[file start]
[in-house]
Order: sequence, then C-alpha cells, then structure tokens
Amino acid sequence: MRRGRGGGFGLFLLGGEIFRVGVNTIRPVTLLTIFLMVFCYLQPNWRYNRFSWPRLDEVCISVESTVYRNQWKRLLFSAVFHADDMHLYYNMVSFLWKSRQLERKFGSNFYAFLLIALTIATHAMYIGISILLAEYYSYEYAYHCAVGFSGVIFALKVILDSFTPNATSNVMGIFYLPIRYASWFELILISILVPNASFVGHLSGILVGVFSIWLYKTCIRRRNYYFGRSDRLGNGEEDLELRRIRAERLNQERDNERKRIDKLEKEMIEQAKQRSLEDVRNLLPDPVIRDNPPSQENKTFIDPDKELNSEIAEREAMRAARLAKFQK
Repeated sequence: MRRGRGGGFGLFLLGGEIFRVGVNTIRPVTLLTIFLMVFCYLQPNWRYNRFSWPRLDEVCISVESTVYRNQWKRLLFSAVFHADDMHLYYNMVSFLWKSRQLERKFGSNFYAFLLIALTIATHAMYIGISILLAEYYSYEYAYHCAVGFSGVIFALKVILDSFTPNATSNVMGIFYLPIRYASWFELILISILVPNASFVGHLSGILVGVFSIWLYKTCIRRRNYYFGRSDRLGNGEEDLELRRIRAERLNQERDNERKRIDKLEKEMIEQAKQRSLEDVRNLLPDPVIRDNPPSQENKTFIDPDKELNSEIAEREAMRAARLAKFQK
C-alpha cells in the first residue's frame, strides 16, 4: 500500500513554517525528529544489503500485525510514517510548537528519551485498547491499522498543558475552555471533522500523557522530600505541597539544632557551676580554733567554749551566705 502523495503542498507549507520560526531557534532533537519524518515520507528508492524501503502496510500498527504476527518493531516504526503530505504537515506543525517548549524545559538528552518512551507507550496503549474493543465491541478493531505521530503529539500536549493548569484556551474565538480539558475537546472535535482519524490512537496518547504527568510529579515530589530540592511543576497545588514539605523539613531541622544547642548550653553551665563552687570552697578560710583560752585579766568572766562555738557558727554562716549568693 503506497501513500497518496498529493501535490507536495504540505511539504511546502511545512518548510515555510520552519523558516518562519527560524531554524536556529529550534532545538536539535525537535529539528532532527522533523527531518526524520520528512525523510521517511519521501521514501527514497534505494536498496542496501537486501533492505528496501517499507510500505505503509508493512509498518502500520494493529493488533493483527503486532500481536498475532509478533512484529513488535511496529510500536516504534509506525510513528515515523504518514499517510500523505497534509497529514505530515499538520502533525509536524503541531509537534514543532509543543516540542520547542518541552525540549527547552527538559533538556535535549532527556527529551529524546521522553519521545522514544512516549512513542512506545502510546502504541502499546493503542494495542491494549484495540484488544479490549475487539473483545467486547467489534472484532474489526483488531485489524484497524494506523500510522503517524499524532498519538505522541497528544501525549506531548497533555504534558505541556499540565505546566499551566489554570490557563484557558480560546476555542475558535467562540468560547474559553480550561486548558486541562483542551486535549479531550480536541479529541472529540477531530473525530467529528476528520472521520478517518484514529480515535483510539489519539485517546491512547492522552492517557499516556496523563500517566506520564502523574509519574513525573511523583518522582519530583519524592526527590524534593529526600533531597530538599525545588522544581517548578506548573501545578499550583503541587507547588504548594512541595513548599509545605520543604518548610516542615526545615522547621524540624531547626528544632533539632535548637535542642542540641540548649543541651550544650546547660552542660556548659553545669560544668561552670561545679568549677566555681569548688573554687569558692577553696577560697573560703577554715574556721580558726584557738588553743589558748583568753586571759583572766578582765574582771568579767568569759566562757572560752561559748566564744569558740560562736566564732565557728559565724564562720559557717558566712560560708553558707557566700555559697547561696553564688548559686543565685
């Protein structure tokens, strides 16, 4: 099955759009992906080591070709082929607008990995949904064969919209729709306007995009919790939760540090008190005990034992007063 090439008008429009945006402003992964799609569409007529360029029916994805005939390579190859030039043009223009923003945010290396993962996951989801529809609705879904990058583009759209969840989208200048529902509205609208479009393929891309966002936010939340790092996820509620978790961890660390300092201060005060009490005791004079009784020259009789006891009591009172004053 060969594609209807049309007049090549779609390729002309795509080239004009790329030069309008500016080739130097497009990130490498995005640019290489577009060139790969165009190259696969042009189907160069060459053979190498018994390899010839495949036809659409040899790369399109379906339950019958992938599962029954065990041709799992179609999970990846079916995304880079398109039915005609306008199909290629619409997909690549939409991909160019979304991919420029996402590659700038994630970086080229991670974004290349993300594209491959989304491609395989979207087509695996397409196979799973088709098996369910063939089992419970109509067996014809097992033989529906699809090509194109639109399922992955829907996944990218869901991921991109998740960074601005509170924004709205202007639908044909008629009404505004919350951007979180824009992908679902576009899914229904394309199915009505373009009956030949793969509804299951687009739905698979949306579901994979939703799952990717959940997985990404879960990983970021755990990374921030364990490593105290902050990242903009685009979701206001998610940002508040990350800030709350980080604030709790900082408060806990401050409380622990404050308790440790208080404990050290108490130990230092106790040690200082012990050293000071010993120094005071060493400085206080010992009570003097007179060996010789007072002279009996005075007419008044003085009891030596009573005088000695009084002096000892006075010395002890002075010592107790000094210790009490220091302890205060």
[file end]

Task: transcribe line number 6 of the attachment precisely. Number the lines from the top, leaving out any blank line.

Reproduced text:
């Protein structure tokens, strides 16, 4: 099955759009992906080591070709082929607008990995949904064969919209729709306007995009919790939760540090008190005990034992007063 090439008008429009945006402003992964799609569409007529360029029916994805005939390579190859030039043009223009923003945010290396993962996951989801529809609705879904990058583009759209969840989208200048529902509205609208479009393929891309966002936010939340790092996820509620978790961890660390300092201060005060009490005791004079009784020259009789006891009591009172004053 060969594609209807049309007049090549779609390729002309795509080239004009790329030069309008500016080739130097497009990130490498995005640019290489577009060139790969165009190259696969042009189907160069060459053979190498018994390899010839495949036809659409040899790369399109379906339950019958992938599962029954065990041709799992179609999970990846079916995304880079398109039915005609306008199909290629619409997909690549939409991909160019979304991919420029996402590659700038994630970086080229991670974004290349993300594209491959989304491609395989979207087509695996397409196979799973088709098996369910063939089992419970109509067996014809097992033989529906699809090509194109639109399922992955829907996944990218869901991921991109998740960074601005509170924004709205202007639908044909008629009404505004919350951007979180824009992908679902576009899914229904394309199915009505373009009956030949793969509804299951687009739905698979949306579901994979939703799952990717959940997985990404879960990983970021755990990374921030364990490593105290902050990242903009685009979701206001998610940002508040990350800030709350980080604030709790900082408060806990401050409380622990404050308790440790208080404990050290108490130990230092106790040690200082012990050293000071010993120094005071060493400085206080010992009570003097007179060996010789007072002279009996005075007419008044003085009891030596009573005088000695009084002096000892006075010395002890002075010592107790000094210790009490220091302890205060």